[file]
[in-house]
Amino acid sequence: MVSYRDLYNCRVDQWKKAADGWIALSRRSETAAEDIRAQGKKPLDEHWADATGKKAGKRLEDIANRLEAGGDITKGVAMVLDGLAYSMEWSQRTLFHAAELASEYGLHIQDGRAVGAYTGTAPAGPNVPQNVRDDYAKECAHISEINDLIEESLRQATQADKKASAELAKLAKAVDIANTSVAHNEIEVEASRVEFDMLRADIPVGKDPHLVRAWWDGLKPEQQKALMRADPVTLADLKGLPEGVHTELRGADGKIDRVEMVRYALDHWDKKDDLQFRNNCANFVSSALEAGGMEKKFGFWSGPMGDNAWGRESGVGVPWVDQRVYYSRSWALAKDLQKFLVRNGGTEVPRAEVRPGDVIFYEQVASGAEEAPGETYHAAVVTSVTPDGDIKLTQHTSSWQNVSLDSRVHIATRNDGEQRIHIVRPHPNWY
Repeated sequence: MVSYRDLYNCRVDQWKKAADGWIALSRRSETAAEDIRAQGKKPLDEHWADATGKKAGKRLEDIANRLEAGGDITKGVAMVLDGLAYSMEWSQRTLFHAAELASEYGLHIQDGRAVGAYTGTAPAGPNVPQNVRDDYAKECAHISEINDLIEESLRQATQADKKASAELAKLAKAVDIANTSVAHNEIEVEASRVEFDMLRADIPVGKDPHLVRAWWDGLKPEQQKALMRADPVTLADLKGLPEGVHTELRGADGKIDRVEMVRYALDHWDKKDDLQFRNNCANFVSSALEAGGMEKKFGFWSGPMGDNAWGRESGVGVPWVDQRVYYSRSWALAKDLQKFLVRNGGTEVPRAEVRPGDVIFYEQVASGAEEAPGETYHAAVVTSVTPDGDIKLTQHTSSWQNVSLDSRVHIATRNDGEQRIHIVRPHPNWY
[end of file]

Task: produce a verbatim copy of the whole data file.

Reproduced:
[in-house]
Amino acid sequence: MVSYRDLYNCRVDQWKKAADGWIALSRRSETAAEDIRAQGKKPLDEHWADATGKKAGKRLEDIANRLEAGGDITKGVAMVLDGLAYSMEWSQRTLFHAAELASEYGLHIQDGRAVGAYTGTAPAGPNVPQNVRDDYAKECAHISEINDLIEESLRQATQADKKASAELAKLAKAVDIANTSVAHNEIEVEASRVEFDMLRADIPVGKDPHLVRAWWDGLKPEQQKALMRADPVTLADLKGLPEGVHTELRGADGKIDRVEMVRYALDHWDKKDDLQFRNNCANFVSSALEAGGMEKKFGFWSGPMGDNAWGRESGVGVPWVDQRVYYSRSWALAKDLQKFLVRNGGTEVPRAEVRPGDVIFYEQVASGAEEAPGETYHAAVVTSVTPDGDIKLTQHTSSWQNVSLDSRVHIATRNDGEQRIHIVRPHPNWY
Repeated sequence: MVSYRDLYNCRVDQWKKAADGWIALSRRSETAAEDIRAQGKKPLDEHWADATGKKAGKRLEDIANRLEAGGDITKGVAMVLDGLAYSMEWSQRTLFHAAELASEYGLHIQDGRAVGAYTGTAPAGPNVPQNVRDDYAKECAHISEINDLIEESLRQATQADKKASAELAKLAKAVDIANTSVAHNEIEVEASRVEFDMLRADIPVGKDPHLVRAWWDGLKPEQQKALMRADPVTLADLKGLPEGVHTELRGADGKIDRVEMVRYALDHWDKKDDLQFRNNCANFVSSALEAGGMEKKFGFWSGPMGDNAWGRESGVGVPWVDQRVYYSRSWALAKDLQKFLVRNGGTEVPRAEVRPGDVIFYEQVASGAEEAPGETYHAAVVTSVTPDGDIKLTQHTSSWQNVSLDSRVHIATRNDGEQRIHIVRPHPNWY